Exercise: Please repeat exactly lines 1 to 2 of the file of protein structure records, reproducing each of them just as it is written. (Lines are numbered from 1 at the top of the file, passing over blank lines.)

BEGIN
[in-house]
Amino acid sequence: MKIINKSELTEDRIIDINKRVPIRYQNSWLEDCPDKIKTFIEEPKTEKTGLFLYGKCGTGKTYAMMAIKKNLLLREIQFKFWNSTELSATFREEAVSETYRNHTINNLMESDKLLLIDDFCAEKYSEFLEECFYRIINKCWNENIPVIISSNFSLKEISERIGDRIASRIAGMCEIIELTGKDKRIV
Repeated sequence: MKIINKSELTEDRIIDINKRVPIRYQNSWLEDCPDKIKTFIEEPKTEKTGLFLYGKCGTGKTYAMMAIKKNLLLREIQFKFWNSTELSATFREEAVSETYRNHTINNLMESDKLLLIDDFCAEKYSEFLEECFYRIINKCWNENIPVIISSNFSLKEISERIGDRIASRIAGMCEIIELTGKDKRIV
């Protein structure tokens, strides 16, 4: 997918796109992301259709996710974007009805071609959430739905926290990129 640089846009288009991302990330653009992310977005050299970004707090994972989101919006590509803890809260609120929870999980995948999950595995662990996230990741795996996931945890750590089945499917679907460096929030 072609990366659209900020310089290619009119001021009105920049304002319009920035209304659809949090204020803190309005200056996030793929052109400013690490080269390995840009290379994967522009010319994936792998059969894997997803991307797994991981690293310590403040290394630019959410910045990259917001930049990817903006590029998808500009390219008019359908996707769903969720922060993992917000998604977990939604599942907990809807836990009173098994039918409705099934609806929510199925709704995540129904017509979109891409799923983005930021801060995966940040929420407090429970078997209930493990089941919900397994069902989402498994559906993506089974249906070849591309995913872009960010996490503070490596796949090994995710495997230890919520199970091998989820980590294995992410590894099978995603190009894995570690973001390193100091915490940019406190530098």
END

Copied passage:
[in-house]
Amino acid sequence: MKIINKSELTEDRIIDINKRVPIRYQNSWLEDCPDKIKTFIEEPKTEKTGLFLYGKCGTGKTYAMMAIKKNLLLREIQFKFWNSTELSATFREEAVSETYRNHTINNLMESDKLLLIDDFCAEKYSEFLEECFYRIINKCWNENIPVIISSNFSLKEISERIGDRIASRIAGMCEIIELTGKDKRIV